DIGITAL ARTICLE | COMMENTARIES by: Tadashi Ogawa
The 2011 Great East Japan Earthquake, according to then-Prime Minister Naoto Kan, was the worst disaster the country has experienced since World War II. It was a triple calamity of a mega-scale earthquake, killer tsunami and Level-7 meltdown at the Fukushima I Nuclear Power Plant. The Japanese National Police Agency confirmed 15,845 deaths, 5,893 injured people and 3,380 missing across 18 prefectures, as well as more than 125,000 buildings damaged or destroyed.
More than a year has passed since the nightmare of March 11, 2011. Piles of issues remain unsettled such as the return or resettlement of people evacuated from areas around the Fukushima plant. The pace of recovery seems too slow for many victims. All that said, I have received from Indonesian friends many exclamations of praise about Japanese attitudes in dealing with the disaster: “There were no riots or looting in Japan during such an extraordinary situation”; “The Japanese never panicked amid such horrible conditions”; “The hard-working Japanese made it possible to reconstruct the country so fast”; and so on.
These comments seem to assume that Japanese resilience in the face of disaster stems from Japanese culture and ethics. The assumption suggests that the bushido spirit, which teaches, “Don’t be afraid of death,” is the main driver of Japan’s “never panic” mentality, or that the Japanese work ethic enabled Japan to get back on its feet so fast.
Did Japanese culture really make a difference in the aftermath of the Great East Japan Earthquake?
I think so, but that is not the main reason. Love and respect for nature is an important motif and long-lasting tradition in Japanese culture. However, as graceful as nature is, it sometimes brings about merciless disasters such as last year’s earthquake and tsunami. The Japanese culture embraces a sort of paradoxical emotion: pessimistic optimism.
Hojoki, the 13th-century essay written by Japanese poet Kamo no Choumei, documented chaotic situations in Kyoto following earthquakes, fires or famine. Numerous earthquakes and tsunamis have hit Japan since Choumei wrote Hojoki in 1212, exactly 800 years ago. In fact, twice or three times every decade, somewhere in Japan is beset by a serious natural disaster such as an earthquake, volcanic eruption or tsunami. We cannot escape from disasters as long as we live in an archipelago on the Pacific Ring of Fire. So in a sense, the Japanese are pessimistic about destiny.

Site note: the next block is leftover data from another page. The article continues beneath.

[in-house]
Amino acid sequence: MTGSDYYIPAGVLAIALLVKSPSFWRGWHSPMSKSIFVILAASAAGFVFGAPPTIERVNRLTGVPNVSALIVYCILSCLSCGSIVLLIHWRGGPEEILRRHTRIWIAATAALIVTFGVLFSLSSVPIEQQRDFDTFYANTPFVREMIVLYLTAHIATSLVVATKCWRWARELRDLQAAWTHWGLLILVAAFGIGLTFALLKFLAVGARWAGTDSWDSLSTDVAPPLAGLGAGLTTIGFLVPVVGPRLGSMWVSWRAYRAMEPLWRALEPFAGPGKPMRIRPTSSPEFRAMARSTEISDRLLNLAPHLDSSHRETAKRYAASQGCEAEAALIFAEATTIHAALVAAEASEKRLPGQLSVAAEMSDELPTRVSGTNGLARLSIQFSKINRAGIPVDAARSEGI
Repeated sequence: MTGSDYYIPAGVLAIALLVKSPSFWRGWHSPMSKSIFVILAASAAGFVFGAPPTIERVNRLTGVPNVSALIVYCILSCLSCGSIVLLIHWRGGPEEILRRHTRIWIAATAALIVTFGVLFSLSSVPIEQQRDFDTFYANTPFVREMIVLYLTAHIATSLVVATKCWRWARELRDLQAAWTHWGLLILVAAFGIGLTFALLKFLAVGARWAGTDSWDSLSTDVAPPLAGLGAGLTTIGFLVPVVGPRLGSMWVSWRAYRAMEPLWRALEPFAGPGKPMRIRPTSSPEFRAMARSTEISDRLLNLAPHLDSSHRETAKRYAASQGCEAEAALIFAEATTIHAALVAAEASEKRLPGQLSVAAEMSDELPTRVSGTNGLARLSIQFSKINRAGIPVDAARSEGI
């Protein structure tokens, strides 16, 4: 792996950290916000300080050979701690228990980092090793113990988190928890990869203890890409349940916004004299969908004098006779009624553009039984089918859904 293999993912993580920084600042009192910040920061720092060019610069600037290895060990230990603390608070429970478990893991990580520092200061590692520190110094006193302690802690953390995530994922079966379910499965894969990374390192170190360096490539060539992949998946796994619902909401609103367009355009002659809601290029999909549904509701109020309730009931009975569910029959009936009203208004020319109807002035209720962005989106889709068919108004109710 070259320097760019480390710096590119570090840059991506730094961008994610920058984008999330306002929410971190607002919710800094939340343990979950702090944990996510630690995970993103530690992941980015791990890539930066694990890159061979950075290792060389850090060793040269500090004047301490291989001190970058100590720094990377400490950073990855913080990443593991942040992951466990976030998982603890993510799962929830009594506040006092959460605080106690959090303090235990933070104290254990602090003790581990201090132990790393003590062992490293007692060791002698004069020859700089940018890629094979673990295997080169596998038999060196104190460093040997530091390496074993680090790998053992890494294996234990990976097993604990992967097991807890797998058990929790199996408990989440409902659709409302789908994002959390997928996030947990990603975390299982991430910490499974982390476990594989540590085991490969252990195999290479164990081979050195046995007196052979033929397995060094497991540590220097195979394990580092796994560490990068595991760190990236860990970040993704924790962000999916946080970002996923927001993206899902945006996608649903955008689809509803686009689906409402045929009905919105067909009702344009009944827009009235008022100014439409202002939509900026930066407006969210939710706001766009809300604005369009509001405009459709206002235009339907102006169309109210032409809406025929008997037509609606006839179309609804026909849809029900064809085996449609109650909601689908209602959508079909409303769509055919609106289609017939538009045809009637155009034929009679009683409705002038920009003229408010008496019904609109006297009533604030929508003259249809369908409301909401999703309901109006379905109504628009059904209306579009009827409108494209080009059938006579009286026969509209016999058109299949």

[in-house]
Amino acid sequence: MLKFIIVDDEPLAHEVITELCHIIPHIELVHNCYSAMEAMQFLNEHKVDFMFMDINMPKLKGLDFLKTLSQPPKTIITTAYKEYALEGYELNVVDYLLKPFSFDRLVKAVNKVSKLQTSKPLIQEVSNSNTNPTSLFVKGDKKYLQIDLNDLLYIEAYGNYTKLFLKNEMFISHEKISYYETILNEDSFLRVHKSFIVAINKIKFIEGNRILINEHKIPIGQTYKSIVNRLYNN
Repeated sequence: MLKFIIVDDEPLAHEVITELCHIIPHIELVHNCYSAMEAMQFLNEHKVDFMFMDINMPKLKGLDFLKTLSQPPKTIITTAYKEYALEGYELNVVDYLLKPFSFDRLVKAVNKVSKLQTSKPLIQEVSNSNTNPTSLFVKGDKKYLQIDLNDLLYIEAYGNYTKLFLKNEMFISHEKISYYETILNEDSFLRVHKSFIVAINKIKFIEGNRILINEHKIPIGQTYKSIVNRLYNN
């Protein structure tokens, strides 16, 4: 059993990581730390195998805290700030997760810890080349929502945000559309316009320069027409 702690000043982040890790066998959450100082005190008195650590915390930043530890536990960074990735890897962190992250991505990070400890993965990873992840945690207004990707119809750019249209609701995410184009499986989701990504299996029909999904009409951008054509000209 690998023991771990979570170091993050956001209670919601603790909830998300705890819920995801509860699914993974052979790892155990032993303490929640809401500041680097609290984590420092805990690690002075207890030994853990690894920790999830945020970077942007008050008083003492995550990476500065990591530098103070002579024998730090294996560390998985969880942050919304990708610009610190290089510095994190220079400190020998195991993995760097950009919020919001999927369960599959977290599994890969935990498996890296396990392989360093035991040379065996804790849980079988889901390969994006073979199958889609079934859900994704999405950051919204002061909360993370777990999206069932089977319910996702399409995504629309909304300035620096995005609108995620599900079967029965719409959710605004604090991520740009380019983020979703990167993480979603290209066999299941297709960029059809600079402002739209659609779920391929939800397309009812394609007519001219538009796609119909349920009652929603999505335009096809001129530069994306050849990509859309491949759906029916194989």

However, without exception, our ancestors never ran away or called it quits, and they managed to recover and reconstruct their damaged communities. We believe that the wisdom of human beings as well as technology can reduce vulnerability to disasters. So in another sense, the Japanese are optimistic about human capabilities. This “pessimistic optimism” is a cultural characteristic of Japanese society.
It should be noticed that, in the midst of last year’s crisis, cutting-edge technology saved thousands of lives. The early warning system of the Shinkansen, Japan’s high-speed railway network, is a case in point.
According to the East Japan Railway Company, when the earthquake hit, a coastline seismograph on the coastal island of Kinkasan detected seismic activity 12 to 15 seconds before tremors strong enough to exceed the threshold for suspending Shinkansen’s operations reached the city of Sendai and its vicinity. This early detection system triggered an alarm while simultaneously cutting the power to the Tohoku Shinkansen line and activating the emergency brakes on all affected railcars. As a result, there were no derailments among the Shinkansen bullet trains in service at that time.
JR East has been installing seismographs along its Shinkansen lines and the Pacific and Sea of Japan coasts ever since the Tohoku and Joetsu lines began operations in 1982. As of March 31, 2011, there were 97 seismographs, of which 81 were located along railway tracks and 16 along coastlines.
In addition, the Earthquake Early Warning System for Shinkansen came into service in 1998. It was followed in 2006 by the addition of a function for cutting power transmissions in proportion to seismic magnitude to areas affected by an earthquake.
However, the Fukushima I crisis taught us that overconfidence in technology can be more hazardous than natural disasters. Nature sometimes takes revenge on humans with its unpredictable power. Because of this, it is important to emphasize the importance of a mixed policy of social systems and technology.
For example, once a year local Japanese government administrations, in cooperation with fire extinguishing organizations and local communities, hold a natural disaster evacuation drill. In addition, all schoolchildren and students are instructed under a standardized curriculum on how to protect themselves during earthquakes.
Information is key to avoiding public panic. Rather than culture and ethics, I would say information is the most crucial element of Japanese resilience against disasters. Information on food, water, medical treatment and other survival aid were conveyed effectively through government administrative machines, the local media and human networks. These systems prevented panic both among victims of the 1995 Great Hanshin Earthquake and the 2011 Great East Japan Earthquake.
Because Japan and Indonesia share similar geographical characteristics as archipelagic states on the Ring of Fire, both nations have a common agenda for disaster mitigation. That means they have much to share.
Tadashi Ogawa is Director General of the Japan Foundation in Jakarta.